New phone app reminds people to 'mind the gap' and socially distance


New phone app reminds people to ‘mind the gap’ and socially distance

A new COVID-19 safety app developed in the UK uses ultrasound to monitor the distance between devices and help users maintain social distancing.

The app is currently in a trial period with over 1,000 workers at one of the UK’s biggest rail firms testing the device.

It works by emitting a distinctive beep when a user gets too close to another user. Then, the word “caution” appears on the screen.

“My mind has conditioned itself to if it hears that, to pay attention and move,” said Network Rail’s Director of Safety Task Force, Nick Millington.

“I guess with mobile phones, you hear the ringtone, or you hear a text tone, you know what it is. Well, now I know what this is.”

The app is called “Mind the Gap,” a phrase familiar to millions of commuters on the London Underground as they step on and off trains.

It was developed by a tech startup company based in the city and it’s designed to be used in conjunction with other COVID-19 measures.

“What we’re trying to do with the technology is not force separation,” said River Tamoor Baig, the founder of the company Hack Partners that developed the app.

“It’s to just kind of remind us that we can still connect, albeit with a little bit of a distance to ensure we’re safe, and we still have that kind of human interaction, and we don’t lull ourselves into a false sense of security either,” he continued.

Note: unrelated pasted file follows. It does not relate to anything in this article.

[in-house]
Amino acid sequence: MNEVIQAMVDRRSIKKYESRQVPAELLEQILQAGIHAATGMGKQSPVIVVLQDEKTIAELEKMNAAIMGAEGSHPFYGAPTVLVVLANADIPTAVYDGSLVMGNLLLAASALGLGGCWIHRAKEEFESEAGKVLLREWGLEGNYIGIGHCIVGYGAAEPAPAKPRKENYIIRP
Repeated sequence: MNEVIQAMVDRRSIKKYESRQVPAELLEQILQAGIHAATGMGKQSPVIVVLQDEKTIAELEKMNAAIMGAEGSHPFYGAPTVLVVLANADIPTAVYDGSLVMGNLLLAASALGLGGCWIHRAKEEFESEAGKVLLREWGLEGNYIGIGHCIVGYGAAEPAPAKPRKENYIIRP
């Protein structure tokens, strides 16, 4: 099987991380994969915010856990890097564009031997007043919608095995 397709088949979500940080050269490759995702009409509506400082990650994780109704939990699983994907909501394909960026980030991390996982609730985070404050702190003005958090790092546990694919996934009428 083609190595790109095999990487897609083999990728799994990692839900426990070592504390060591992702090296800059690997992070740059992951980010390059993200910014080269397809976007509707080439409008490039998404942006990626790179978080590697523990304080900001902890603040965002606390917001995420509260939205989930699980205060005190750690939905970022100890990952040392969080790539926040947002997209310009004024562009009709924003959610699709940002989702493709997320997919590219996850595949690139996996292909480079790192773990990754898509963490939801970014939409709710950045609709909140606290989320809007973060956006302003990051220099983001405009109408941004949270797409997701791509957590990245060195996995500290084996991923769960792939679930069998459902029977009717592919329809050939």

The company says it’s been contacted by offices, manufacturers, charities and hospitals, all interested in rolling it out to staff.

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But since the app is not yet available on Apple (NASDAQ:) or Google (NASDAQ:)’s app stores, they can’t easily roll it out to smaller organisations and groups. They hope that will change over the coming weeks.

They say the app does not track people’s movements or store any other kind of data. Phone apps that use location data or bluetooth to connect to other people’s phones have often been met with criticism from those concerned about data privacy.

This app “uses Bluetooth to detect nearby devices and the time of flight of ultrasound to calculate the distance between them,” the company says.


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